Review of reviews: Books
Book of the week
Is It All in Your Head? True Stories of Imaginary Illness
(Other Press, $27)
Suzanne O’Sullivan is an unusually good listener, said James McConnachie in The Sunday Times (U.K.). In her “extraordinary” and “extraordinarily compassionate” new book, the London-based neurologist shares numerous tales of patients she’s treated whose paralysis, seizures, or withered limbs were no less real because they had no physical cause. One patient, a woman she refers to as “Yvonne,” went blind one day even though her eyes, as doctors could see, never stopped tracking moving objects. What Yvonne and the others taught O’Sullivan is that a psychosomatic illness is not a fake illness: It’s a sometimes debilitating physical expression of the subconscious, treatable only by doctors ready to recognize that the sufferers need appropriate therapy, not scorn. O’Sullivan’s book, aimed at a general audience, “tries to awaken that humane response in all of us.”
“Her findings are striking,” said Jerome Groopman in The New York Review of Books. Early in her career, O’Sullivan studied epilepsy patients who weren’t responding to standard treatment and discovered that the seizures of fully 70 percent of them were solely attributable to psychological causes. And psychosomatic illness appears to be widespread: Surveys show that a quarter of all people who seek medical care complain of symptoms for which caregivers can find no physical basis. Doctors and patients alike resist labeling illnesses “ psychosomatic”—the patients because they consider it another name for crazy, and the doctors because they fear they may have overlooked a physical cause. But “medicine is an inexact science,” and it’s better for doctors to be open to a psychosomatic cause than to subject a patient to unnecessary surgeries or drug treatments.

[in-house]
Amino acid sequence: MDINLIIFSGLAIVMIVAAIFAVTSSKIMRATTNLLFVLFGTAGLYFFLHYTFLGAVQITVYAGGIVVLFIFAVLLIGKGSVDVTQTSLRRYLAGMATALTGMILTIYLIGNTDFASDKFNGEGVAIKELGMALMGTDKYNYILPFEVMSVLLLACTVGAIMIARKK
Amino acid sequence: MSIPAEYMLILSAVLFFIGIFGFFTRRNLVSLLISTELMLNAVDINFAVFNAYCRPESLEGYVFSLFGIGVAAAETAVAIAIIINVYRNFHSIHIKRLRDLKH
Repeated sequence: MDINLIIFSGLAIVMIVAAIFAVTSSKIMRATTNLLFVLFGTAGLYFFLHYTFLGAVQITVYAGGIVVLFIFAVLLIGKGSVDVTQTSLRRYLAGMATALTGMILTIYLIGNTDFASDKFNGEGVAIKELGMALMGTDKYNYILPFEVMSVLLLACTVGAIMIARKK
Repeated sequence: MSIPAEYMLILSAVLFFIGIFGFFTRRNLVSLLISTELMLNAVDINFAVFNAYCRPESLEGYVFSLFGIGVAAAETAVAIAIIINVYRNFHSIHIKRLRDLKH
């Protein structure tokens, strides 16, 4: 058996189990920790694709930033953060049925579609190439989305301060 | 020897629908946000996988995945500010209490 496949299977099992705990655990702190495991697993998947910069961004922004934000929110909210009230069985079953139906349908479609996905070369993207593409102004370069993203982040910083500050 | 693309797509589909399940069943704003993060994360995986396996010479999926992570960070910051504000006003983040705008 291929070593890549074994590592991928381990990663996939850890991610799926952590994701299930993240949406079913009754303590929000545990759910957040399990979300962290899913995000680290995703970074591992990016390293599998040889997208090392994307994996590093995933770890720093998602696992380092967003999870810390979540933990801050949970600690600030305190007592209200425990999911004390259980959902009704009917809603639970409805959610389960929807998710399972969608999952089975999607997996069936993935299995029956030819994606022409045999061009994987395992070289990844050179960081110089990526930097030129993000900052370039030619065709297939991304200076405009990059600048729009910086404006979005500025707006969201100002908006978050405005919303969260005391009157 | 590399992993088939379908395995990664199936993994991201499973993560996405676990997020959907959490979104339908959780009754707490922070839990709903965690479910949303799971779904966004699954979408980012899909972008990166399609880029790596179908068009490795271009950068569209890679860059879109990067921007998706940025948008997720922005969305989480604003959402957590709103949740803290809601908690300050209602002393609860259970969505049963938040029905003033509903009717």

“This is a wise book, but one with few happy endings,” said William Bynum in The Wall Street Journal. Because O’Sullivan is not a psychologist herself, she frequently has nothing to report about what happened to her patients who accepted a psychosomatic diagnosis and began therapy. We do learn that Yvonne fully regained her sight after six months of counseling that relieved emotional stress generated by circumstances at home. Her example—as well as the finding that psychosomatic illness is more common among victims of childhood sexual abuse—suggests that therapy might work wonders for other patients too. Whatever the outcomes for these individuals, their stories remind us that emotions play a role in the manifestation of every illness. “In the end, all disease is psychosomatic—disease of both body and mind.”